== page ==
By Tanaya Dube:
As a child, I never understood war. As most children, I was protected from the occasional news flash of the bombings, murders, shootings and other violent acts of sorts. It was still possible, at that time, to protect young minds from such grave acts that depict the dark side of humanity. These events, for the most part of it, occurred only on television. For me, it was something that happened in distant lands and to other people. It existed but took place away from ‘home’.
This does not hold true for many children today. In recent years, there have been more than 200 mass killings in the United States, a 14-year-old girl has been raped twice by the same man in a village in India, one in every five suicide bombers used by Boko Haram has been a child in the past two years. Childhood is no longer the same. It is marred by fear, anguish and anxiety. Most children might not be able to understand why are we hurting each other, but from a very young age they know that they need to protect themselves at all times, be suspicious of strangers and not trust too easily or be silent bystanders because to an extent, there is no other way of ensuring safety.
I never understood war, but with every passing day, I feel the need to understand how we turned from being human to blood-thirsty radical extremists. Explaining violent acts by teenagers with negative effects of video games and television binging, basing all terrorist acts on religious differences or beliefs – these seem too simplistic for an epidemic that has spread far too deeply into our society to be easily categorised into well-defined brackets.
We live in a world where while stepping out of the house, we are advised to come back before it gets dark outside. With constant attacks, deaths of innocent people, our generation is constantly being suggested to always be ‘on guard’. To protect ourselves, not only from a suicide bomber who has extremist views, but also from someone who thinks of love or perceives gender differently. Nowadays, a frivolous conflict over being served a drink or not at a bar ends up in shots being fired. What does this mean for us?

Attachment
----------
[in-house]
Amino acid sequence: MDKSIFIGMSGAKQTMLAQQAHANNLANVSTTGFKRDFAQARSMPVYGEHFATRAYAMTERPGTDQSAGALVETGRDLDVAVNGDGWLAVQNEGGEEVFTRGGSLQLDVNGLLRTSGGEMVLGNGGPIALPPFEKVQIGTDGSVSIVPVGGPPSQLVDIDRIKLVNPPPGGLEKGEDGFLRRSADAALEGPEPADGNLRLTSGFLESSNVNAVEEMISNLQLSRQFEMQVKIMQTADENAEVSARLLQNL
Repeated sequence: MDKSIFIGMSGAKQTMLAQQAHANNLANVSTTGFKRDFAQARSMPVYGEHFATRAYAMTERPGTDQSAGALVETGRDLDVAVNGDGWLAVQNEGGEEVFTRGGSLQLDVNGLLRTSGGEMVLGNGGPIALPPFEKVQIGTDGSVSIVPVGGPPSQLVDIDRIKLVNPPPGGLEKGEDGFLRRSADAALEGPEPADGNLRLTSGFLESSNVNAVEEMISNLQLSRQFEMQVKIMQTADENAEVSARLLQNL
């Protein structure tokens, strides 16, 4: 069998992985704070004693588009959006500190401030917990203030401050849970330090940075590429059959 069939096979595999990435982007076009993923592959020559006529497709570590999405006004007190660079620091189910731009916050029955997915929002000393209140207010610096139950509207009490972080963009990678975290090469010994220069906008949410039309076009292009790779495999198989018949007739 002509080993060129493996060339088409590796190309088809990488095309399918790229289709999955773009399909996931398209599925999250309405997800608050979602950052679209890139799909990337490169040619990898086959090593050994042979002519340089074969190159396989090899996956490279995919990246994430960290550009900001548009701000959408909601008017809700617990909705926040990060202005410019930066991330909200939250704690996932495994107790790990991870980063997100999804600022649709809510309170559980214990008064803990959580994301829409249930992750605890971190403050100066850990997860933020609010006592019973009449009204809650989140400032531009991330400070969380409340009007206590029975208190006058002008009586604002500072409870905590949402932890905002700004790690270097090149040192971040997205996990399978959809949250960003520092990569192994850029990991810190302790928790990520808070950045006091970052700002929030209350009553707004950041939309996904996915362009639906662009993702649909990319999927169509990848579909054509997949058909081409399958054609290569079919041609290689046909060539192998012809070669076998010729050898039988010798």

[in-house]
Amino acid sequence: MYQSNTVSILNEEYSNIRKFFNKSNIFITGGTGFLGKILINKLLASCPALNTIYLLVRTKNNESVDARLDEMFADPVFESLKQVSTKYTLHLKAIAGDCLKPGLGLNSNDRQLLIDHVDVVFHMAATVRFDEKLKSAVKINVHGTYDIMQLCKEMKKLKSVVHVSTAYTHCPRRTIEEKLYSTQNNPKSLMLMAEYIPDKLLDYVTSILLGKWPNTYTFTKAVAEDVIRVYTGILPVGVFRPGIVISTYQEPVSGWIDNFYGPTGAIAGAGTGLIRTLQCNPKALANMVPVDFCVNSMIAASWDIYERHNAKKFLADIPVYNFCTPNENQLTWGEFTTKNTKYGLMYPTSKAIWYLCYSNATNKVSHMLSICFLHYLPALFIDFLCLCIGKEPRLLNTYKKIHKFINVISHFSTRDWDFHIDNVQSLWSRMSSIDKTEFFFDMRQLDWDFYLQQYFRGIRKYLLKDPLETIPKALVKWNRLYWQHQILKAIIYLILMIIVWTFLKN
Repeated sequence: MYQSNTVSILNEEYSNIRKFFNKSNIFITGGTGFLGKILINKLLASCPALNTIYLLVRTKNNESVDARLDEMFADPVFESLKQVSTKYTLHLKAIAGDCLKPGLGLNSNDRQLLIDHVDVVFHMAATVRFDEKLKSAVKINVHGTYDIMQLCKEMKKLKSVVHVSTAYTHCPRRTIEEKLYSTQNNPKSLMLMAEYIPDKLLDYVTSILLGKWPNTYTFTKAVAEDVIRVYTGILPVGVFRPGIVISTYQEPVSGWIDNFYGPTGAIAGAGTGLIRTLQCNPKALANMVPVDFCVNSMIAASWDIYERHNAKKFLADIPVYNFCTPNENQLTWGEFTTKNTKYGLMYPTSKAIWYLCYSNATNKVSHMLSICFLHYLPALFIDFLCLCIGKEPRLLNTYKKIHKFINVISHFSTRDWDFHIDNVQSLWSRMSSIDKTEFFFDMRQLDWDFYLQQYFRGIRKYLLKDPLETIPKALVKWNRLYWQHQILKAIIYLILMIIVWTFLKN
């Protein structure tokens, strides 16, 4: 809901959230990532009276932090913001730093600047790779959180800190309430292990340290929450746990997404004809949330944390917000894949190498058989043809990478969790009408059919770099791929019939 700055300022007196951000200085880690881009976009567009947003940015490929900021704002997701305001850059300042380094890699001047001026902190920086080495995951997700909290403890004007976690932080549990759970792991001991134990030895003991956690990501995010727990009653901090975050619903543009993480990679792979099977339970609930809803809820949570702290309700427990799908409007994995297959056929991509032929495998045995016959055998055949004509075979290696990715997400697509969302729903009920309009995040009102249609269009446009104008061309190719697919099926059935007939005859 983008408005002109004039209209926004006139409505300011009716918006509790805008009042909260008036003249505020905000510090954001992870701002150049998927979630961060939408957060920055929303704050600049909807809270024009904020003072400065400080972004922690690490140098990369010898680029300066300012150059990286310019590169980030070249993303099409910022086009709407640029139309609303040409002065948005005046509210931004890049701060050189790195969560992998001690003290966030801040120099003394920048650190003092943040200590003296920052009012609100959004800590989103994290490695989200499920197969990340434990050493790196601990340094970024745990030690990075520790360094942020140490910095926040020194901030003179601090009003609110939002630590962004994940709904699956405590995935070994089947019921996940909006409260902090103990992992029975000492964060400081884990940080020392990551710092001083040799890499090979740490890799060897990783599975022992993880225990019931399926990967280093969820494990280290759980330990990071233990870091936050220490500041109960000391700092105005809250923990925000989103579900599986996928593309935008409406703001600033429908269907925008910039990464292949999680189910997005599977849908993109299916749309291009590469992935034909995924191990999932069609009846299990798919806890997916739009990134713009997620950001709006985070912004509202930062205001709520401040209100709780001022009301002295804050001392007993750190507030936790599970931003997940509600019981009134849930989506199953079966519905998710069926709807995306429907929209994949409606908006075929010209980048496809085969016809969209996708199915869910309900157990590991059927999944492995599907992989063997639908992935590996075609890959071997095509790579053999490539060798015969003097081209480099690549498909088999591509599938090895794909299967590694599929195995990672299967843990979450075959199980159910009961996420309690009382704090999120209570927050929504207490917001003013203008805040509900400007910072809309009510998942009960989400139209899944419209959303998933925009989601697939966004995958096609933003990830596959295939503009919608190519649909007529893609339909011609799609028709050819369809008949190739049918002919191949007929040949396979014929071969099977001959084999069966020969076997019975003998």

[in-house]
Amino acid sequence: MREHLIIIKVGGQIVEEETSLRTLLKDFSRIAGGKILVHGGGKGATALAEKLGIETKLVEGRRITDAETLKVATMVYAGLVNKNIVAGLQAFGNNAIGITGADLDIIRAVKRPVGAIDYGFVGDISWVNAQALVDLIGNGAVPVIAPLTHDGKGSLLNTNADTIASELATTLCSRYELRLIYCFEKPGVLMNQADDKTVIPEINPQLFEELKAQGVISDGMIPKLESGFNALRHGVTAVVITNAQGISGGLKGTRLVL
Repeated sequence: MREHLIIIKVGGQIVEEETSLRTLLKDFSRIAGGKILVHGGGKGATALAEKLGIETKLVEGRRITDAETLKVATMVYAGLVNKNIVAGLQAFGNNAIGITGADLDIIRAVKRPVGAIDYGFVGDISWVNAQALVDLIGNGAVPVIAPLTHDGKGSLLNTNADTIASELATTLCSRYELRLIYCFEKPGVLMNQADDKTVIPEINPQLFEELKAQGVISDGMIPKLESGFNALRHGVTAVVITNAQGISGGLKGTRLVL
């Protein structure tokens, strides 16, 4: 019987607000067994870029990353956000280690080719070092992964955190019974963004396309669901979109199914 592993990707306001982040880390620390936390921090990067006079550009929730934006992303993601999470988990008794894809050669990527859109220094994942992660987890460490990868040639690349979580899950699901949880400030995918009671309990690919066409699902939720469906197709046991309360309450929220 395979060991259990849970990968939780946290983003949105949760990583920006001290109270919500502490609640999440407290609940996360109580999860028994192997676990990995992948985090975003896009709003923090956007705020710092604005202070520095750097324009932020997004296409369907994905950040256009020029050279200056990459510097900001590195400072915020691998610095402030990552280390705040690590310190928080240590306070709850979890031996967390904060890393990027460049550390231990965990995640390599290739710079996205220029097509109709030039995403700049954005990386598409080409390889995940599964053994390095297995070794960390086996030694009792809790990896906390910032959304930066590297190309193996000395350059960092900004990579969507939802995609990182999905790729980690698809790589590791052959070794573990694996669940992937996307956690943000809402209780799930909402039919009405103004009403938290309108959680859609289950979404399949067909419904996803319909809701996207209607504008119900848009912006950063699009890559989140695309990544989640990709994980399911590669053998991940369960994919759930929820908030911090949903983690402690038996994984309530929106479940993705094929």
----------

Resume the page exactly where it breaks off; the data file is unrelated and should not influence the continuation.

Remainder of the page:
Being a 20-something-year-old is probably one of the most turbulent phases for our generation. We are dreamers. We are still trying to build a life for ourselves that we always imagined we would live. In the process, we are learning that everything does not always go according to plan and we do not have everything as much under control as we would like to. We are struggling to identify our place in the world. We are struggling to direct ourselves to a point where we find the most amount of peace and satisfaction.
But we are also realists. We no longer chase fairy tales. We know that there are no ‘happily-ever-afters’ and that happiness is a constant pursuit. All this while being bombarded with headlines reading,“50 people killed, many more injured in Orlando club mass shooting.” Fifty young 20-somethings at a nightclub were shot because of their identity. The more we are romanticising over the idea of self-exploration and ‘being who we are’, the more it seems like we are being punished for it. What does this mean for the children who have not even embarked on the journey of putting themselves out in the world? Are we directly or indirectly making these children more and more insecure about who they are or should be? Are we letting them grow up in a world where fear for safety hinders every adventure of life?
It cannot be all that bad. Humanity always has a silver lining. We are the harbingers of a new age. Us – 20 somethings – we should not only be responsible for how we live as individuals but should also set an example of what type of communities we intend on building. We are not Indians or Americans or Chinese. We are global citizens. Our responsibility extends far beyond our homes and our families. We need to find a way to continue being rebels with a cause. This is war. And it is no longer limited to ‘faraway lands’. It has permeated into our homes, schools, parks, it is hurting not just our brave soldiers trained for combat, but our children, mothers, fathers, boys and girls alike. Who we choose to become as individuals will define what world we choose to live in as communities.